University of Texas – Austin
Laurent, Jon Michael.
Evolutionary conservation of protein abundance and function.
Degree: PhD, Cellular and Molecular Biology, 2016, University of Texas – Austin
Conservation lies at the heart of biology. All organisms on earth are descended from a common ancestor, resulting in the preservation of many biological properties, from genotype to gene function and phenotype. The advent of next generation nucleic acid sequencing, mass-spectrometry proteomics, and other global measurement technologies, along with the emergence of computational and systems biology, have facilitated huge strides in our ability to make meaningful observations at all levels of biological phenomena. As a result, we can now make comparative assessments of the degree to which various processes are conserved and connected between species. Additionally, newly developed techniques for highly efficient genome manipulation enable us to test these comparative observations experimentally.
As an example, global measurement technologies have enabled observation of the abundances of nearly all proteins and mRNAs in the cells in many organisms, and further determine to what extent proteins levels are controlled by the levels of mRNA. In chapter one, I utilize these data to investigate the conservation of protein and mRNA abundance levels across a diverse set of organisms. Expression levels, while important for proper cell functioning, are only one observable property between genotype and phenotype. Evolutionary conservation can be seen all the way to phenotype, as in the identification of orthologous phenotypes, or ‘phenologs’, described in further detail in the introduction. Given these conserved phenomena, we asked a simple question: ’To what extent can an organisms genes function in the context of another organism?’. To address this question, we systematically replaced hundreds of yeast genes with their human orthologs. In chapters
two and three I present these replacements, and further discuss what features of the genes or ortholog groups can explain their ability to replace or not. Chapter four includes a presentation of an ongoing effort to extend the replacement studies by replacing a complete yeast protein complex with its human counterpart. I will end with a discussion of the current state of relevant work, and where I see additional efforts going into the future.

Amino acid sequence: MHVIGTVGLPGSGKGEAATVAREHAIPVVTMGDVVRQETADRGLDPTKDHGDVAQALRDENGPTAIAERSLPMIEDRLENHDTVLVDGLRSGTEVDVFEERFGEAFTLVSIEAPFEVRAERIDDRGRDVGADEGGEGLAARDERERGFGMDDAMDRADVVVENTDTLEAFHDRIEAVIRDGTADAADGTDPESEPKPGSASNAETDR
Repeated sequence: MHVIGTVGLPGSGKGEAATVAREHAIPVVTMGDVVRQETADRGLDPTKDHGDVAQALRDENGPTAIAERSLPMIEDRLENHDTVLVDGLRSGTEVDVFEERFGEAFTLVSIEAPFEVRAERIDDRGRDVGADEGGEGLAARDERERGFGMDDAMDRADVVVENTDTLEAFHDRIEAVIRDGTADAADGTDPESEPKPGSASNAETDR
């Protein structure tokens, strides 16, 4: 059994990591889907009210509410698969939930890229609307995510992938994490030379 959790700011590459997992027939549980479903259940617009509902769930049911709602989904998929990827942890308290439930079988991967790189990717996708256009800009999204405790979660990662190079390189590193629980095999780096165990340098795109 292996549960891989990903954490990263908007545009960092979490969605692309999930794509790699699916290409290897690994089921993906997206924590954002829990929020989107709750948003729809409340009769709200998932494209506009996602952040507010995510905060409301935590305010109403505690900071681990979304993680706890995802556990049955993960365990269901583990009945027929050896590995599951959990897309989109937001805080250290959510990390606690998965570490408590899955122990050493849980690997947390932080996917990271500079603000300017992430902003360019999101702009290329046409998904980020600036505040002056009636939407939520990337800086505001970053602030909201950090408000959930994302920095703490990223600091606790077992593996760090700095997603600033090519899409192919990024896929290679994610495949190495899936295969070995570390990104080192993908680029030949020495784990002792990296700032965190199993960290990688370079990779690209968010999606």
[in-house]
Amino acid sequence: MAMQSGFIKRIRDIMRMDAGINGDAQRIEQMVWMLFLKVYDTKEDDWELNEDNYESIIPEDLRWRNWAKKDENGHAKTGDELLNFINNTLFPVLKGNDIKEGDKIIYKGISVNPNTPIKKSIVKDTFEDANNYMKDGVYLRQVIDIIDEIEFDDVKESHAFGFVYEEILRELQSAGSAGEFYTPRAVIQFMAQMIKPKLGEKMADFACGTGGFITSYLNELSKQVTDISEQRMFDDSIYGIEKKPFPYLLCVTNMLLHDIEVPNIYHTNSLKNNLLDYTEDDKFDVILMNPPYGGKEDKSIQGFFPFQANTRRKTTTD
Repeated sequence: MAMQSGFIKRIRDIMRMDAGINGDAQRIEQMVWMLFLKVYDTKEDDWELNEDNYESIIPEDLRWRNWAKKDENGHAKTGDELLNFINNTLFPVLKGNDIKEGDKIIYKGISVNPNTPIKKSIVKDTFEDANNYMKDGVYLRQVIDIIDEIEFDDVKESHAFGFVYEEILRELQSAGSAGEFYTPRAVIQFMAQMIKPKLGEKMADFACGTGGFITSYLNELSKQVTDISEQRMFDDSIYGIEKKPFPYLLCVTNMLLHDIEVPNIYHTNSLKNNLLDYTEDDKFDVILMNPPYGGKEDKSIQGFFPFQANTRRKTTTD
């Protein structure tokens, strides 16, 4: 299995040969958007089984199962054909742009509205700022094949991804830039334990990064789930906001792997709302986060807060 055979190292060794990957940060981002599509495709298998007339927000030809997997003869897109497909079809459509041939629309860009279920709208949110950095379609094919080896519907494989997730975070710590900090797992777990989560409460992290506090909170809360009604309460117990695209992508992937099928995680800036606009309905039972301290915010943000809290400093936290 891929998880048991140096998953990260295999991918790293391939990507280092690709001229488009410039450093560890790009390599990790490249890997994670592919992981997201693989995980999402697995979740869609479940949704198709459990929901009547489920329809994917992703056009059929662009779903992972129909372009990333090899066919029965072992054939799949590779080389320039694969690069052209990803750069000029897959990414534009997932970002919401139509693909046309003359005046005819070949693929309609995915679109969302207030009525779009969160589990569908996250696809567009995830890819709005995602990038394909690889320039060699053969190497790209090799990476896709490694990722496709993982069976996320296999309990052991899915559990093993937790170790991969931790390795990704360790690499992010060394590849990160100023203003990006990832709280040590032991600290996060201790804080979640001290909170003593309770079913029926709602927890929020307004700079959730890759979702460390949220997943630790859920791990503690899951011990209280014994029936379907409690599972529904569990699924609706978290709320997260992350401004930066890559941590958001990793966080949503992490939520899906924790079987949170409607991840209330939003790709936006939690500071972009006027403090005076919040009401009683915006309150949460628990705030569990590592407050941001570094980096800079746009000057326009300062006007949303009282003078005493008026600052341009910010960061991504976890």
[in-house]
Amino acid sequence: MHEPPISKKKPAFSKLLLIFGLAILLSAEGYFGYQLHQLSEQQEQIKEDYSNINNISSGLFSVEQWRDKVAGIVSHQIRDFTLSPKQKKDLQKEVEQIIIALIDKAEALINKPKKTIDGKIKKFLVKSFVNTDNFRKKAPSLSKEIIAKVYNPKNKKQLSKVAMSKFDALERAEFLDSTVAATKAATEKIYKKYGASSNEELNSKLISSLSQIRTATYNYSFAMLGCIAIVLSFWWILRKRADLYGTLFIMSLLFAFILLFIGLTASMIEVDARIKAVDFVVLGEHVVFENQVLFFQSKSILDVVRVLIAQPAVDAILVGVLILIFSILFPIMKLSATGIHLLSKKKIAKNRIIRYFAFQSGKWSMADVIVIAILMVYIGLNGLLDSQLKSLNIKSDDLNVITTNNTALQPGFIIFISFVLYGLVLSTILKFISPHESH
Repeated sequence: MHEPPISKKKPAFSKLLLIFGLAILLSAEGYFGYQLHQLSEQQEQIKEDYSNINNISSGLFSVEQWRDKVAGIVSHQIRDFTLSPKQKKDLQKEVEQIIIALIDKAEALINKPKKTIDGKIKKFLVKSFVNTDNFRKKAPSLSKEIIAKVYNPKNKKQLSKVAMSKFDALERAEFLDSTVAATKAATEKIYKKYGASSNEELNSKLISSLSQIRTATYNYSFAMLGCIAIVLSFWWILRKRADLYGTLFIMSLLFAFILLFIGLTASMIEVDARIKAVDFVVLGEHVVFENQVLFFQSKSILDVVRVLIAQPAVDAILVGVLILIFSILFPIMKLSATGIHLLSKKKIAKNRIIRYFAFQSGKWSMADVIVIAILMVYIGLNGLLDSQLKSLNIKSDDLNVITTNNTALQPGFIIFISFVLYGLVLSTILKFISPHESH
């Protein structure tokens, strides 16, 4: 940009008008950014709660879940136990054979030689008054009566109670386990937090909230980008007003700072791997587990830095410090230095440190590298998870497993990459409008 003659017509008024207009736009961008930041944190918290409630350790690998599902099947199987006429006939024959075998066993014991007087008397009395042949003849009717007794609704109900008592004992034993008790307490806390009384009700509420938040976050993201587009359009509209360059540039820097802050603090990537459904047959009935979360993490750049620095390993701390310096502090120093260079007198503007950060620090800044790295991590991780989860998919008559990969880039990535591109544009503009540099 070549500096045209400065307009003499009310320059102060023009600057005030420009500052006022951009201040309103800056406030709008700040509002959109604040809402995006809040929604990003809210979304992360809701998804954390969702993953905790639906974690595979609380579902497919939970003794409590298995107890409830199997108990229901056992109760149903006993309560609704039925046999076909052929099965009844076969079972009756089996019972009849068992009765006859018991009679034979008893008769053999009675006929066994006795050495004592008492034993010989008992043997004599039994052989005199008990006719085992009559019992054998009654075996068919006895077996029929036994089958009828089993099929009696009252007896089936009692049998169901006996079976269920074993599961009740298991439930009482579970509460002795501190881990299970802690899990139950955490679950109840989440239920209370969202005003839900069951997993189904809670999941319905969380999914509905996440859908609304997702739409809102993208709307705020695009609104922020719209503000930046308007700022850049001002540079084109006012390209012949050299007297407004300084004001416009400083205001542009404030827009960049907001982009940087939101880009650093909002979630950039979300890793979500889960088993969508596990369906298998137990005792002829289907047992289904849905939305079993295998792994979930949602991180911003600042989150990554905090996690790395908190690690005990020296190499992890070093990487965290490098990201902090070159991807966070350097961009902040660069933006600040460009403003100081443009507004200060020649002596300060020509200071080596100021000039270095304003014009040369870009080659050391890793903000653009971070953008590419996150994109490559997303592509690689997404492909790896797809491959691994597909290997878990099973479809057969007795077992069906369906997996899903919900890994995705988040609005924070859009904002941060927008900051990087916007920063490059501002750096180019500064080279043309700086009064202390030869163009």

Advisors/Committee Members: Marcotte, Edward M. (advisor), Ellington, Andrew D (committee member), Iyer, Vishwanath R (committee member), Browning, Karen S (committee member), Appling, Dean R (committee member).
Subjects/Keywords: Humanization; Yeast genetics; Systems biology; Humanized yeast
to Zotero / EndNote / Reference
APA (6th Edition):
Laurent, J. M. (2016). Evolutionary conservation of protein abundance and function. (Doctoral Dissertation). University of Texas – Austin. Retrieved from http://hdl.handle.net/2152/68224
Chicago Manual of Style (16th Edition):
Laurent, Jon Michael. “Evolutionary conservation of protein abundance and function.” 2016. Doctoral Dissertation, University of Texas – Austin. Accessed January 20, 2021.
MLA Handbook (7th Edition):
Laurent, Jon Michael. “Evolutionary conservation of protein abundance and function.” 2016. Web. 20 Jan 2021.
Laurent JM. Evolutionary conservation of protein abundance and function. [Internet] [Doctoral dissertation]. University of Texas – Austin; 2016. [cited 2021 Jan 20].
Available from: http://hdl.handle.net/2152/68224.
Council of Science Editors:
Laurent JM. Evolutionary conservation of protein abundance and function. [Doctoral Dissertation]. University of Texas – Austin; 2016. Available from: http://hdl.handle.net/2152/68224